Royal Playgrounds – The Palaces of Portugal

It’s Friday afternoon and there are a dozen coaches parked next to the Royal Palace in Mafra. They are not Asian tour groups but school parties, probably from Lisbon which is only 30 minutes away. Building work started in 1717 on a simple monastery, but soon there were 50,000 workers creating the huge edifice. It took them 13 years to complete, by which time the country was suffering economically due to the loss of its workforce.

DSCF7628I thought the Palace would be rather dull but it’s actually quite lively with the chatter of youngsters being entertained by a man in an elaborate 18th century costume, acting the role of Dom Joao VI, who lived in the Palace for several years before leaving for Brazil in 1807 to avoid the Napoleonic Wars. Antique furniture and portraits fill every room and information panels in English tell me their origin and age. From the Audience Room I can look down into the huge church as the Royal Family probably did all those years ago.

My favourite rooms are in the far south east corner. One is full of hunting trophies, chairs made from stag horns and a chandelier featuring stags heads. The other is filled with up to 40,000 books on two levels. Unlike most libraries found in stately homes, there is no dark wood panelling but instead a soft pastel rose and grey.









I have to backtrack through the same rooms and along the same corridors to find the exit and then I discover a shortcut to the church, through a cloister where an infant school group are sat on the marble floor eating their snacks. Inside, two secondary school groups are sitting in the pews, gazing at the high alter while being taught a lesson in history by their enthusiastic teachers.


The next day I find myself on the outskirts of Sintra, which is not a motorhome friendly place. The roads are narrow and steep with hairpin bends, and the parking is specifically marked only for cars. So I end up leaving Trixie well below the wooden hills at the local football stadium and hitch a lift up to the historic centre with the little tourist train which parks there overnight.

I decide to make the most of the clear weather and try to beat the crowds by visiting the lofty Pena Park and Palace first. To get there I take the local circular hop on – hop off bus for €5. It’s a scary ride as the driver swings the bus around seemingly impossible curves and squeezes between inconsiderately parked cars and high walls.


It’s a relief to get off at the Pena Palace entrance and join the mixed nationalities in the queue for tickets. Most decide to pay extra for a very short bus ride up to the entrance but, while it’s still dry, I prefer to walk. Like most sites I visit at this time of the year, it is partially hidden by scaffolding while repair work is being done on the external façade. Inside, I manage to overtake a small tour group and am able to wander peacefully through the rooms housing elegant dining tables, four poster beds and some surprisingly modern equipment such as the hot shower (heated by charcoal) and a telephone. George Clooney would approve of the cafeteria which serves Nespresso coffee on a panoramic balcony.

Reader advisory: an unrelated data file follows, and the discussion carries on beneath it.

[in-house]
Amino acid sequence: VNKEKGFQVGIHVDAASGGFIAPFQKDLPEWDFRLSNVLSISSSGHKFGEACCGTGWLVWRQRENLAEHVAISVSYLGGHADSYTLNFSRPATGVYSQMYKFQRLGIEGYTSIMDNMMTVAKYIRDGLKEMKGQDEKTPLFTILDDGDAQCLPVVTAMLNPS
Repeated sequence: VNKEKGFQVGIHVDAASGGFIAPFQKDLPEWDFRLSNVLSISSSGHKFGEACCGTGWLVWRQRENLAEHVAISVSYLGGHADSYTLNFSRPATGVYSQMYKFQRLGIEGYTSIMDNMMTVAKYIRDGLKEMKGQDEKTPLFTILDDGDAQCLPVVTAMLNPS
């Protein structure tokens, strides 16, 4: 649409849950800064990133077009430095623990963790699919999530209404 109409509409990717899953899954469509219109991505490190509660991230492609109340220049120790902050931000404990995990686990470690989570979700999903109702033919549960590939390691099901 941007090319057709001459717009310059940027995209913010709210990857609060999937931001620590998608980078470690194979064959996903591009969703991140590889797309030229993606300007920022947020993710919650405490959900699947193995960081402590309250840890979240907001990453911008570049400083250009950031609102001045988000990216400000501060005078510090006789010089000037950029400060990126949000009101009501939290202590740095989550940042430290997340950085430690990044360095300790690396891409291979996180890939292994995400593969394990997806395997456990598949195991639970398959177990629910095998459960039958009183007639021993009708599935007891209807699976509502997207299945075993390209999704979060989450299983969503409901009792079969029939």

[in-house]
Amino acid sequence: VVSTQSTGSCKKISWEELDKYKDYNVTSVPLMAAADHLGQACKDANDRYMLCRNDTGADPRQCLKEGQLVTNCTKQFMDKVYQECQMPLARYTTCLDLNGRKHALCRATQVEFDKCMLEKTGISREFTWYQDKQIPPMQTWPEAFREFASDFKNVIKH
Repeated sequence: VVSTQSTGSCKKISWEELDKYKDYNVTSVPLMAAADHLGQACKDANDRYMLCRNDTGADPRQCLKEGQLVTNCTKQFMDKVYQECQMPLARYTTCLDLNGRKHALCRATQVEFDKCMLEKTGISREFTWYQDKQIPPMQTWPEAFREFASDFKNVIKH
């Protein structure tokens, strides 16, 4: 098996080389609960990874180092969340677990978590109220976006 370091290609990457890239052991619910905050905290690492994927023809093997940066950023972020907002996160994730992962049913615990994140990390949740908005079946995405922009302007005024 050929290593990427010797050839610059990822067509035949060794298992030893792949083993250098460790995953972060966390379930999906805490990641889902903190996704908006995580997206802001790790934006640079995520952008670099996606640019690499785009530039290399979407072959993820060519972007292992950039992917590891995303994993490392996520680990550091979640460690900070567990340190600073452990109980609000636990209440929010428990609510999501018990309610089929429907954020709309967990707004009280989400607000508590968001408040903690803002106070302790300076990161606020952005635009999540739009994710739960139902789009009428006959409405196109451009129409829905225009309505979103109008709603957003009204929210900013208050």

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It’s still dry so I set off to explore some of the 85 hectares of gardens. There’s not much of a view from the Temple of Columns as the Palace is blocked by tall pine trees, but I locate the steps leading up to Saint Catherine’s Heights, a favourite spot of Queen Amelia and one with a nice view of the lemon-coloured Moorish tower.DSCF7691
I don’t see any other people as I walk down through the Queen’s Fern Valley and beside the lakes with elaborate duck houses and a pair of regal black swans. Exiting the park at the lakes gate, I manage to flag down the bus back to the historic centre. It’s the same driver but he moderates his speed as a rainstorm passes over, making the cobbled road slippery. Or, perhaps the caffeine rush has just worn off.

My rumbling stomach indicates that it’s time for some lunch and the helpful staff of the tourist office point me to a restaurant just behind called Romaria de Baco. It doesn’t offer a Menu del Dia so whilst serenaded by soft jazz, I dine on chick pea and cabbage soup, followed by pork in Madeira sauce with rice. The waiter is keen to show off his knowledge of local wines and offers me a sample of his favourite along with a less expensive glass of my own choice. Sadly, even though it is a Saturday, there are only four other diners but I’m assured it gets much busier in the evening with tourist staying in the small historic town.


After lunch, I visit the Sintra Palace. Apart from the Heraldry Room with its 18th century azulejos and painted ceiling featuring the coats of arms of 72 noble families, there is little of interest. In fact, I have to keep looking up for the best features. Painted ceilings of swans, magpies, mermaids and galleons give the rooms their names.

In order to get back to Trixie I have to do most of the circular bus trip again. Luckily the afternoon driver goes at a snail’s pace which is good as he spends most of the time adjusting his seat, sun visor, microphone, or counting his change. We almost mow down a few pedestrians as there are no pavements and the high walls each side leave little space to hide. It’s only a 5 minute walk downhill from the last stop and I get back to find Trixie has been surrounded by cars of proud parents who are watching their sons playing in the afternoon matches. However, once the sun sets, they leave me in peace to sort through my photos and recall all the Palace highlights of the last two days.


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